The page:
Paul Starr

Paul Starr is co-editor of the The American Prospect. His most recent book is Remedy and Reaction: The Peculiar American Struggle over Health Care ReformClick here to read more about Starr.

Recent Articles

Letting Go Of Iraq

The establishment of a pro-Iranian, Islamic government in Iraq was not exactly what the Bush administration told us to expect from the war. But it may well be the result, and I am beginning to think that there is nothing that the United States can or should do about it -- except to disengage from Iraq on an expeditious timetable.

Letting Go of Iraq

The establishment of a pro-Iranian, Islamic government in Iraq was not exactly what the Bush administration told us to expect from the war. But it may well be the result, and I am beginning to think that there is nothing that the United States can or should do about it -- except to disengage from Iraq on an expeditious timetable.

End of the Private New Deal

A ripple of economic anxiety passed through middle America this spring when a bankrupt United Airlines ditched its pension obligations and General Motors announced it would cut 25,000 jobs. That's capitalism, you may say: Individual companies rise and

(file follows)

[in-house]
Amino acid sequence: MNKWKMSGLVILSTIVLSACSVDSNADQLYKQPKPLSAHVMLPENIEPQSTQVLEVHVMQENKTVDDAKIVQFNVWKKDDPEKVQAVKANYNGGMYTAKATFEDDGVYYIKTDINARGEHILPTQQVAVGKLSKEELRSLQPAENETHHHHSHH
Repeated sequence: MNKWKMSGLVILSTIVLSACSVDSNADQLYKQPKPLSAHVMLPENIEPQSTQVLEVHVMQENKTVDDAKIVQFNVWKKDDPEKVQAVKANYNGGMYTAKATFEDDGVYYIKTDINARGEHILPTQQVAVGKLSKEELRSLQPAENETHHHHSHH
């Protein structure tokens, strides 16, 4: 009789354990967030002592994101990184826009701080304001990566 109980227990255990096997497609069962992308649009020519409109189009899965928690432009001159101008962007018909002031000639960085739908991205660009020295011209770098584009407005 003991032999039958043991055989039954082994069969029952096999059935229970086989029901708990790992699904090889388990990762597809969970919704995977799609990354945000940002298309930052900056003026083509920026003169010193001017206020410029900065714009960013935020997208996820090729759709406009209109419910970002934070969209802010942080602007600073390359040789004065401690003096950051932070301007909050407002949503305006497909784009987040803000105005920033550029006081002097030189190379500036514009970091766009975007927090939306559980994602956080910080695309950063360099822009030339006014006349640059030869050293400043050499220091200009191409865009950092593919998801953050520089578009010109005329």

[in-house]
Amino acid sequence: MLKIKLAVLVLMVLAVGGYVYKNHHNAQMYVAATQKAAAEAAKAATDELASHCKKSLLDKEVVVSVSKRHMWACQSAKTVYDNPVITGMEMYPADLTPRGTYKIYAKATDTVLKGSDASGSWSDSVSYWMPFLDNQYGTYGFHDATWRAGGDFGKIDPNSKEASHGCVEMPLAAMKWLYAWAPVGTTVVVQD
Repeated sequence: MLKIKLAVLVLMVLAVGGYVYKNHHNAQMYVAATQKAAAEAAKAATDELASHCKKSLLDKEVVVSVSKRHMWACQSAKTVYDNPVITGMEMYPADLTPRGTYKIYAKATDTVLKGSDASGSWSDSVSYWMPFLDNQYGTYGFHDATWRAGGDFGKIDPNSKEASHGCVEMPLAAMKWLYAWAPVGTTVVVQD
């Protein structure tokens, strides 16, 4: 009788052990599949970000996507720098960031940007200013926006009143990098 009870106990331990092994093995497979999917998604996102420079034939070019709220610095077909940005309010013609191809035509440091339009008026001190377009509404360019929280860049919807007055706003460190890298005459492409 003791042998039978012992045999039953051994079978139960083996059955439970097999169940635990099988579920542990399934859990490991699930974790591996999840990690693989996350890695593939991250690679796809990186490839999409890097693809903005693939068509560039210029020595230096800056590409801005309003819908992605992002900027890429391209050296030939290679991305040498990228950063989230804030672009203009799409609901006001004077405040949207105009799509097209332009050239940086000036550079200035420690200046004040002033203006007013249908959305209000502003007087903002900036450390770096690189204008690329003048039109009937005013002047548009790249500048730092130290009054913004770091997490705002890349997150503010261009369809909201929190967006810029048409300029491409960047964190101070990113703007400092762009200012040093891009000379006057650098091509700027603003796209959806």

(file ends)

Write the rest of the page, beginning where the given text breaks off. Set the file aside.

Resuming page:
fall, and America's prosperity should never be equated with their fortunes. But United's abandonment of its pensions and GM's deepening troubles highlight a larger worry that ought to be a focus of our politics.

The old corporate America that took responsibility for workers' pensions and health care is dying, and the nation's political leadership has hardly taken notice of the implications.

End of the Private New Deal

A ripple of economic anxiety passed through middle America this spring when a bankrupt United Airlines ditched its pension obligations and General Motors announced it would cut 25,000 jobs. That's capitalism, you may say: Individual companies rise and
fall, and America's prosperity should never be equated with their fortunes. But United's abandonment of its pensions and GM's deepening troubles highlight a larger worry that ought to be a focus of our politics.

The old corporate America that took responsibility for workers' pensions and health care is dying, and the nation's political leadership has hardly taken notice of the implications.

The Liberal Project Now

Liberalism is at greater risk now than at any time in recent American history. The risk is of political marginality, even irrelevance. And the reason is not just a shift in partisan control of the federal government. There has been a radical change in the relationship of ideology and power in America. Only by renewing both the principled commitments to liberal ideals and the practical basis of liberal politics does liberalism have any chance of recovery.

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